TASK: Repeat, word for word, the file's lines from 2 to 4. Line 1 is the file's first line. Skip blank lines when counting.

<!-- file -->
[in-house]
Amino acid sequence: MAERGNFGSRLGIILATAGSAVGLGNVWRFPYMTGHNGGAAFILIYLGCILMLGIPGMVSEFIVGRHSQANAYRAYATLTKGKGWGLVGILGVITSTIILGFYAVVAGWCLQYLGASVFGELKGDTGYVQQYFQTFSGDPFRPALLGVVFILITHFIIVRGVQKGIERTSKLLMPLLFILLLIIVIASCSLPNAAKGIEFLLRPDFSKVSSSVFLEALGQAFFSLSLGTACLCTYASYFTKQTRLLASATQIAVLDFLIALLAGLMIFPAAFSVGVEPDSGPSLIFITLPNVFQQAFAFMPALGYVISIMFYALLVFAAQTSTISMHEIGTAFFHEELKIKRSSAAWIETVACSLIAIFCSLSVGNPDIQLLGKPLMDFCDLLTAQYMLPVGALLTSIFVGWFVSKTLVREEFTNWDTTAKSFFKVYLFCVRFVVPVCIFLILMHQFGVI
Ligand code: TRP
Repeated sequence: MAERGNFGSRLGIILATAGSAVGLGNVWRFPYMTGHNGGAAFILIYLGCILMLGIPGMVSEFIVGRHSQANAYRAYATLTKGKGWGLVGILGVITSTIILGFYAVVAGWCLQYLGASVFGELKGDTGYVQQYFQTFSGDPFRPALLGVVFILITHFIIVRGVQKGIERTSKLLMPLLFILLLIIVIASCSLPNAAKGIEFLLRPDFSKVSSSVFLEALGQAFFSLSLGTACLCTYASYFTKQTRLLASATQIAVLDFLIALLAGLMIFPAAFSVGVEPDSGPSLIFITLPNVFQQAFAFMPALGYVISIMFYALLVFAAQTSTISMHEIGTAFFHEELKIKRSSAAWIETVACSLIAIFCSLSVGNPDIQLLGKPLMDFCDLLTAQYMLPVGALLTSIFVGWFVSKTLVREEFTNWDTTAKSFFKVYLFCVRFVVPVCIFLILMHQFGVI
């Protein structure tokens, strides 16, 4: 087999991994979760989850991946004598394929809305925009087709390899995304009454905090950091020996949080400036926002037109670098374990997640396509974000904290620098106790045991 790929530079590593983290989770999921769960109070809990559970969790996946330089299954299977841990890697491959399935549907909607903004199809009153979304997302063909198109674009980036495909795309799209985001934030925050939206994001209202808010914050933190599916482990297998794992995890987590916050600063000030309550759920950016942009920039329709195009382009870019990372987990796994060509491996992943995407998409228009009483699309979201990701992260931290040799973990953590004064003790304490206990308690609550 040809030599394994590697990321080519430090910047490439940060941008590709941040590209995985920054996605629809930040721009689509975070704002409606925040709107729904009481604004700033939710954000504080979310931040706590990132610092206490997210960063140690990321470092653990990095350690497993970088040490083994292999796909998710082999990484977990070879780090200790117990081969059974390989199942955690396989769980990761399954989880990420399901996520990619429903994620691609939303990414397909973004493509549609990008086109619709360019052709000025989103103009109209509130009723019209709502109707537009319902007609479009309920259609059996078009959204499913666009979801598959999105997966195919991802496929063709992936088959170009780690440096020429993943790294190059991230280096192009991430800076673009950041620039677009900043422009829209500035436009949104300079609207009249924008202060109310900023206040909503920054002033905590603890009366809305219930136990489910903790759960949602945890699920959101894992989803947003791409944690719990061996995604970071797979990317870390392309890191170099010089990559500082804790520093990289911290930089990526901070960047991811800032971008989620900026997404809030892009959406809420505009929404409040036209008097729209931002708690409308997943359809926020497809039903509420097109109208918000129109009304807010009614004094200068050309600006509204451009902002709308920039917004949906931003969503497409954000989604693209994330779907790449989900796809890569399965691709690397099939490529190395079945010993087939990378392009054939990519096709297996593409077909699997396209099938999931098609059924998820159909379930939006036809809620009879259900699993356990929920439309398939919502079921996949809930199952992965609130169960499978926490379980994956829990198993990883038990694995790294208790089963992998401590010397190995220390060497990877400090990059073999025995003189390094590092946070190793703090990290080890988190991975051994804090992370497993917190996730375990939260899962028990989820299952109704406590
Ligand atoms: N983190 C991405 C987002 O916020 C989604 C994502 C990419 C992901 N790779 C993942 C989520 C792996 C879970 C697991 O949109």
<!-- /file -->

Amino acid sequence: MAERGNFGSRLGIILATAGSAVGLGNVWRFPYMTGHNGGAAFILIYLGCILMLGIPGMVSEFIVGRHSQANAYRAYATLTKGKGWGLVGILGVITSTIILGFYAVVAGWCLQYLGASVFGELKGDTGYVQQYFQTFSGDPFRPALLGVVFILITHFIIVRGVQKGIERTSKLLMPLLFILLLIIVIASCSLPNAAKGIEFLLRPDFSKVSSSVFLEALGQAFFSLSLGTACLCTYASYFTKQTRLLASATQIAVLDFLIALLAGLMIFPAAFSVGVEPDSGPSLIFITLPNVFQQAFAFMPALGYVISIMFYALLVFAAQTSTISMHEIGTAFFHEELKIKRSSAAWIETVACSLIAIFCSLSVGNPDIQLLGKPLMDFCDLLTAQYMLPVGALLTSIFVGWFVSKTLVREEFTNWDTTAKSFFKVYLFCVRFVVPVCIFLILMHQFGVI
Ligand code: TRP
Repeated sequence: MAERGNFGSRLGIILATAGSAVGLGNVWRFPYMTGHNGGAAFILIYLGCILMLGIPGMVSEFIVGRHSQANAYRAYATLTKGKGWGLVGILGVITSTIILGFYAVVAGWCLQYLGASVFGELKGDTGYVQQYFQTFSGDPFRPALLGVVFILITHFIIVRGVQKGIERTSKLLMPLLFILLLIIVIASCSLPNAAKGIEFLLRPDFSKVSSSVFLEALGQAFFSLSLGTACLCTYASYFTKQTRLLASATQIAVLDFLIALLAGLMIFPAAFSVGVEPDSGPSLIFITLPNVFQQAFAFMPALGYVISIMFYALLVFAAQTSTISMHEIGTAFFHEELKIKRSSAAWIETVACSLIAIFCSLSVGNPDIQLLGKPLMDFCDLLTAQYMLPVGALLTSIFVGWFVSKTLVREEFTNWDTTAKSFFKVYLFCVRFVVPVCIFLILMHQFGVI